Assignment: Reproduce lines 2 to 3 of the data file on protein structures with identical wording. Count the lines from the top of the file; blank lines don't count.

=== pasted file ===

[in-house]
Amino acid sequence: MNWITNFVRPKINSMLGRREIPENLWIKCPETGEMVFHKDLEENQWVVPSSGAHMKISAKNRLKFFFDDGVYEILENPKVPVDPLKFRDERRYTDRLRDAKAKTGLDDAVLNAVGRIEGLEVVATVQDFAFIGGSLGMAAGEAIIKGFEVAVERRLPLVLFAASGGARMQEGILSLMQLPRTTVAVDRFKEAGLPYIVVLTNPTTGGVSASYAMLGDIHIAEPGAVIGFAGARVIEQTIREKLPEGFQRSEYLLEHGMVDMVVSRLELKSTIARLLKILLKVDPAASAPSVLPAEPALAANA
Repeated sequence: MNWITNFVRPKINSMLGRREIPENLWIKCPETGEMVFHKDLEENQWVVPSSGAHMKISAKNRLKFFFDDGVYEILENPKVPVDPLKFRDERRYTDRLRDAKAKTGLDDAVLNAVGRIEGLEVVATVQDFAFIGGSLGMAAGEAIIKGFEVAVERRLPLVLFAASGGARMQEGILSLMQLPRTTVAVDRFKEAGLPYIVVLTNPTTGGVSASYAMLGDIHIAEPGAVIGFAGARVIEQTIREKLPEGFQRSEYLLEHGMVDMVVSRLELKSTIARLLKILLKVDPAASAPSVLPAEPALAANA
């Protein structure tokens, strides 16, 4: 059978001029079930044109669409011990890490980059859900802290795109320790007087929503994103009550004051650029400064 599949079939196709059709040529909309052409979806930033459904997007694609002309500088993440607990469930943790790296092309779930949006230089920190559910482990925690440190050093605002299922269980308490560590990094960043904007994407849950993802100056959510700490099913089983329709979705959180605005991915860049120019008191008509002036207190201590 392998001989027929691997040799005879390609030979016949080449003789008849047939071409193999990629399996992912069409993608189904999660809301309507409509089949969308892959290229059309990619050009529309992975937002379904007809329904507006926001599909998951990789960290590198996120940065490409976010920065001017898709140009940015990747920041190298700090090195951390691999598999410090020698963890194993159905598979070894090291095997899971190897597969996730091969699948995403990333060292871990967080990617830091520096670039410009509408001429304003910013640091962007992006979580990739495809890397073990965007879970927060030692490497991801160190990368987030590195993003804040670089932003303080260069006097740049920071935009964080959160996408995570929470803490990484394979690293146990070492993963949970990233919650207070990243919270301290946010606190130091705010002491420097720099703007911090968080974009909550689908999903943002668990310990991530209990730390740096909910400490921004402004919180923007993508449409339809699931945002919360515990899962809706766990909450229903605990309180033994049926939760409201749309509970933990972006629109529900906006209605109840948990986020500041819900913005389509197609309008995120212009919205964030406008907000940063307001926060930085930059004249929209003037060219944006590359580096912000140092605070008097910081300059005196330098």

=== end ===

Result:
Amino acid sequence: MNWITNFVRPKINSMLGRREIPENLWIKCPETGEMVFHKDLEENQWVVPSSGAHMKISAKNRLKFFFDDGVYEILENPKVPVDPLKFRDERRYTDRLRDAKAKTGLDDAVLNAVGRIEGLEVVATVQDFAFIGGSLGMAAGEAIIKGFEVAVERRLPLVLFAASGGARMQEGILSLMQLPRTTVAVDRFKEAGLPYIVVLTNPTTGGVSASYAMLGDIHIAEPGAVIGFAGARVIEQTIREKLPEGFQRSEYLLEHGMVDMVVSRLELKSTIARLLKILLKVDPAASAPSVLPAEPALAANA
Repeated sequence: MNWITNFVRPKINSMLGRREIPENLWIKCPETGEMVFHKDLEENQWVVPSSGAHMKISAKNRLKFFFDDGVYEILENPKVPVDPLKFRDERRYTDRLRDAKAKTGLDDAVLNAVGRIEGLEVVATVQDFAFIGGSLGMAAGEAIIKGFEVAVERRLPLVLFAASGGARMQEGILSLMQLPRTTVAVDRFKEAGLPYIVVLTNPTTGGVSASYAMLGDIHIAEPGAVIGFAGARVIEQTIREKLPEGFQRSEYLLEHGMVDMVVSRLELKSTIARLLKILLKVDPAASAPSVLPAEPALAANA